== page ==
Business Commentary : Exploring the resource potential of medical waste

Workwear, PPE waste
© Untha

It’s no secret that the coronavirus pandemic has created a raft of waste-related challenges for businesses across every sector – especially those in healthcare.

Hospitals and other clinical facilities have been pushed almost to breaking point as they have worked tirelessly to keep people safe from the virus. So, thinking about all-things sustainability may not have been top of their list of priorities.

However, environmental drivers aside, the medical sector must remain compliant when handling the multifaceted and often complex – if not hazardous – waste streams typical to these settings.

What’s more, the sheer volume of waste arising from over-stretched hospitals is tough to manage, but potentially contaminated materials must continue to be dealt with in a timely manner. This is critical both in terms of maintaining safe and hygienic surroundings and freeing up space for the medical profession to do its job too.

Material arising

To put this into context, the Department of Health and Social Care alone distributed over 15.7 billion items of Personal Protective Equipment (PPE) between the February 2020 to October 2021 period – meaning the figure as it stands today, is likely significantly higher.

And this is compounded by a recent report from the World Health Organisation (WHO), revealing that 30% of healthcare facilities globally were unable to cope with the amount of waste they were creating before the pandemic hit.

It also estimated that 87,000 tonnes of PPE and testing and vaccination supplies – distributed through a UN emergency initiative – have ended up as waste. Alongside approximating that the UK used three billion items of PPE per day – equating to 591 tonnes of eventually disregarded material.

So, while PPE has been vital in helping the world to battle the overwhelming health crisis, of equal importance is ensuring this waste stream is handled and processed safely, efficiently, and compliantly.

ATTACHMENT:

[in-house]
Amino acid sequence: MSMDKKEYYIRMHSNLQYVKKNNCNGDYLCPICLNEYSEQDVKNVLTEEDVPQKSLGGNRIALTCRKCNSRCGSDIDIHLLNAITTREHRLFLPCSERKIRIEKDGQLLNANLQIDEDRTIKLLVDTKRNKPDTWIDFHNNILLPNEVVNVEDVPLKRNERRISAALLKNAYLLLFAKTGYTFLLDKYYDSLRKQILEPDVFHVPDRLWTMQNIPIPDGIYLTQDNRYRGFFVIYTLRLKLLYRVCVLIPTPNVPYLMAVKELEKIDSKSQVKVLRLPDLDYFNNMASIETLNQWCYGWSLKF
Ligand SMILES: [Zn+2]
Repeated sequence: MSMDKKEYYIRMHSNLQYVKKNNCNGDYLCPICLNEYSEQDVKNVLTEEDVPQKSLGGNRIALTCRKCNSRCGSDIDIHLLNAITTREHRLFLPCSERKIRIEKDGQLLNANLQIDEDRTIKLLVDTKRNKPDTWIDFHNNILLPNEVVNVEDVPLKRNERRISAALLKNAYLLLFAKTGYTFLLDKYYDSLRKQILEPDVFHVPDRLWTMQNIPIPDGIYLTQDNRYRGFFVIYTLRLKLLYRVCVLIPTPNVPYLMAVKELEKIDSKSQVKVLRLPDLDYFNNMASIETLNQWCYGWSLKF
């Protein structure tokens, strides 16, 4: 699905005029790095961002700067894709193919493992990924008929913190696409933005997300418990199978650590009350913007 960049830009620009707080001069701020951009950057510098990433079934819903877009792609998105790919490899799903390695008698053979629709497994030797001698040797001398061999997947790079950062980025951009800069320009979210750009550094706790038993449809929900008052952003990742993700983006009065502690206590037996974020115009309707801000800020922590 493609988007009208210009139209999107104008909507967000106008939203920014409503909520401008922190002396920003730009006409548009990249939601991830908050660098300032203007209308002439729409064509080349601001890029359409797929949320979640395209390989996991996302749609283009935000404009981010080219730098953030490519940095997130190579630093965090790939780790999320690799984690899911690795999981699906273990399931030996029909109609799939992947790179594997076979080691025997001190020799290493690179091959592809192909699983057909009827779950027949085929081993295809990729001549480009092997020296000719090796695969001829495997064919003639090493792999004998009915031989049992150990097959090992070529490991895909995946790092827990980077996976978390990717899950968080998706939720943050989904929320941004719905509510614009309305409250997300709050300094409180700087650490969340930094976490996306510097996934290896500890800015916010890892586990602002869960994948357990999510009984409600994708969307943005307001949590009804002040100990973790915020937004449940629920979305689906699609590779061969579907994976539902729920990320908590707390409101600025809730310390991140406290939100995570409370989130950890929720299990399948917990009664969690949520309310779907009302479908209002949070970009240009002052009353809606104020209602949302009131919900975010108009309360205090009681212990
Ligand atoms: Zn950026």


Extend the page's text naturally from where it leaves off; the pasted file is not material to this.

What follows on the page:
And operators within the resource industry play a crucial role in making sure the resource potential of clinical waste is harnessed, to ensure maximum benefit to both the environment and public health.

Shredding medical waste

In truth, some operators steer away from handling clinical waste – such as soiled dressings or PPE – due to its often-corrosive nature. But even seemingly high-risk waste does still have a resource value.

So, rather than sending these difficult-to-dispose-of materials to landfill, why not prioritise the recycling or energy recovery route instead?

The potential environmental and health risks associated with poorly discarded medical waste are alarming. Surgical dressings slowly rotting away in a landfill site or sharps-related injuries are scenarios that are happening right now across the world, but it doesn’t need to be this way.

While, of course, prevention of this waste is the ideal first step, where this is not possible, an effective method for recycling and material liberation should be sought.

The process of industrially shredding these high calorific value materials not only ensures their safe use via the Waste-to-Energy market – converting ‘waste’ into a valuable fuel – but stops them polluting the atmosphere too.

Ultimately, this is a far more circular and sustainable approach to the treatment of these important and widely used items.

Want to read more on the topic of PPE waste? Click here!

Shredding for liberation

Shredders also often make it possible to liberate and extract the valuable materials that would otherwise remain ‘locked’ inside a product, so that they can be used for manufacturing. In the context of healthcare waste, this is especially relevant when considering the ‘extraction’ of silicone absorption beads from sanitary items.

Despite highly controlled waste segregation methodologies within clinical settings, the fast-paced nature of the healthcare sector means objects like sharps can sometimes end up in the incorrect waste-stream, in a bin intended only for linen, for example. Shredding helps liberate and separate such materials, as well as providing the opportunity for the correct level of sanitisation to be undertaken – minimising the likelihood of injury and ensuring maximum safety.

UNTHA has engineered cutting configurations specifically for processing medical waste, with mechanical seals, bearings and gearboxes protected from the ingress of corrosive materials. Intrinsic foreign object protection systems are also crucial in safe-guarding a medical waste shredder from damage, as the contents of this industry’s waste streams can never be entirely guaranteed – titanium hip joints are a great example of this.

While some sector professionals will read this and think – quite rightly – that the need for secure handling and disposal of clinical waste is obvious, the current pollution issues facing our planet highlight there’s still some room for improvement.

For example, the WHO reported that the UK’s carbon emissions increased by 1% between February and August 2020 – by using vast amounts of PPE – and called for reforms on how this waste stream is disposed of.

This should be seen as a call to arms for the industry, as there’s never been a more important time for sector professionals to collaborate and help drive positive environmental, ethical, and social change.